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BBC's Adam Brookes in Beijing
"If Cheng is found guilty he may be shot"
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The BBC's Duncan Hewitt
"China's prime minister has said no one is safe in an anti-corruption campaign"
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Thursday, 20 April, 2000, 09:40 GMT 10:40 UK
China expels 'corrupt' official
Hu Changqing
Hu Changqing was executed last month for taking bribes
A senior Chinese official has been expelled from the Communist Party after being accused of corruption.

The official, Cheng Kejie, was vice-chairman of the National People's Congress (NPC) - the Chinese parliament - and is one of the highest-ranking officials to be caught in the current government's anti-corruption campaign.

There are no official details of his case, but newspapers in Hong Kong say Mr Cheng is suspected of taking $4.8m in bribes.

In the same anti-corruption campaign, Hu Changqing, a former deputy governor of the central province of Jiangxi, was executed last month for taking more than $650,000 in bribes.

Corruption scam

Mr Cheng's expulsion was announced by the Communist Party's Central Commission for Disciplinary Inspection, China's top prosecutorial body.

Mr Cheng's case seems to be linked with a corruption scam in Guangxi province
His case is believed to be linked to a wide-ranging corruption scam in Guangxi which has already exposed two former vice chairmen of the provincial government, Xu Bingsong and Liu Zhibing.

Mr Cheng served as the region's head and deputy party secretary from 1990 to 1997 and was brought to Beijing as a vice chairman of the NPC in 1998 - at the behest of NPC chairman Li Peng, China's second-most powerful leader.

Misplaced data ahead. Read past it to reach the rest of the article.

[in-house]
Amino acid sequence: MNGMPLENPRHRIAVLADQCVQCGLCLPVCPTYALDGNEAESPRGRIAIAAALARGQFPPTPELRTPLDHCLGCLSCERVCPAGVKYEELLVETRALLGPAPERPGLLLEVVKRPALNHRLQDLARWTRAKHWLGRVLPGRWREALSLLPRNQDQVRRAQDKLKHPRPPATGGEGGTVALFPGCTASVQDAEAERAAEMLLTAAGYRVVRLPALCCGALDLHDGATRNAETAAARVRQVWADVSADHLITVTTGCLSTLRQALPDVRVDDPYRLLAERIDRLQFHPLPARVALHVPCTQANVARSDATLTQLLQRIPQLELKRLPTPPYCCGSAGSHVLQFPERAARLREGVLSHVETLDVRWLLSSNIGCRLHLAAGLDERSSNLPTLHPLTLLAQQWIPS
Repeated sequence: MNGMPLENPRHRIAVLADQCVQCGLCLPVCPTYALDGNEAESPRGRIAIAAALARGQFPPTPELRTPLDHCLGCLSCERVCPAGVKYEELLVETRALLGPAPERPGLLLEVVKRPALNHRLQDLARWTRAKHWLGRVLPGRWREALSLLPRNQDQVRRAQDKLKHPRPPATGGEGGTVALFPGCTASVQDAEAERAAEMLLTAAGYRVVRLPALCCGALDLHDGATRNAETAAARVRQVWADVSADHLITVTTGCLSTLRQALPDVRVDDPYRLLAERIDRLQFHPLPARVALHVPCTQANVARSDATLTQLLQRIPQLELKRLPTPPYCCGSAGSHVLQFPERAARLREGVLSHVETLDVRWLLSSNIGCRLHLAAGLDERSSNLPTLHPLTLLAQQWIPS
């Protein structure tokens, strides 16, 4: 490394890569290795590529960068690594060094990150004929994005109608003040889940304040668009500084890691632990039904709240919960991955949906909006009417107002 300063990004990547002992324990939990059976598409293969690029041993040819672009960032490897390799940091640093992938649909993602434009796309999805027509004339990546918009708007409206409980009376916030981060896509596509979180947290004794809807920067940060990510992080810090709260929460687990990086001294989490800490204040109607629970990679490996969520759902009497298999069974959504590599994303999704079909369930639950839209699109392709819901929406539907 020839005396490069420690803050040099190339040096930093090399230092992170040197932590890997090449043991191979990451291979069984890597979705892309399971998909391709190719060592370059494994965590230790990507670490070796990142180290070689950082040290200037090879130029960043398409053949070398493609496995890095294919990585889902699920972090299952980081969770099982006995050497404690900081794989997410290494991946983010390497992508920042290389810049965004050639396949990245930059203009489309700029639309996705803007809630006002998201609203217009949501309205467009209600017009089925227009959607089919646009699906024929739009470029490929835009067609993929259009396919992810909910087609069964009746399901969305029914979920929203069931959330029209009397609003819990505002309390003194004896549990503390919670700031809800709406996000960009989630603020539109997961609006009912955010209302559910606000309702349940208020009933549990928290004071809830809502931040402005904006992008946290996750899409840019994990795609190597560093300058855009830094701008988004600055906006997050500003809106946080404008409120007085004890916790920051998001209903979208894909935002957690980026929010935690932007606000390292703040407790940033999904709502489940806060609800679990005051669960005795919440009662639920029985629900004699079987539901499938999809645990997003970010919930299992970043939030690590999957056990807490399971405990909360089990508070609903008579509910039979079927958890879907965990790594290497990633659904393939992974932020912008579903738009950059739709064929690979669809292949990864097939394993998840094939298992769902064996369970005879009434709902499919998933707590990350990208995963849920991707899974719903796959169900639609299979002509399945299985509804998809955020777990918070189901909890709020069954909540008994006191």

Former Guangxi vice chairman Xu Bingsong was arrested in June 1998 and was sentenced to life in prison for his role in a $66,000 corruption scandal.

Liu Zhibing, the other Guangxi vice chairman, has been accused of protecting his children, other relatives and colleagues who were allegedly involved in smuggling, tax evasion and drug trafficking, the Hong Kong Ming Pao daily has reported.


On the eve of the NPC's annual legislative session last month, China announced it was investigating Mr Cheng on suspicion of taking bribes.

He did not take part in the 11-day meeting.

A spokesman for the NPC gave no further details of Mr Cheng's alleged crimes at the time, saying only that he had taken leave for a "self investigation".

Mr Cheng has reportedly been under house arrest in Inner Mongolia since last summer.

The graft is believed to have been exposed during the wide-reaching anti-corruption campaign headed by Premier Zhu Rongji in recent months which is aimed at rooting out corruption in the communist party and government.

Chinese President Jiang Zemin has repeatedly called the fight against dishonest government a "matter of life and death" for the party.

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See also:

18 Apr 00 | Asia-Pacific
China escapes UN censure
16 Apr 00 | Asia-Pacific
Beijing stresses party role
08 Mar 00 | Asia-Pacific
Top Chinese official executed
04 Mar 00 | Asia-Pacific
Chinese premier attacks corruption
15 Feb 00 | Asia-Pacific
Chinese official sentenced to death
31 Jan 00 | Asia-Pacific
New rules for Chinese judges
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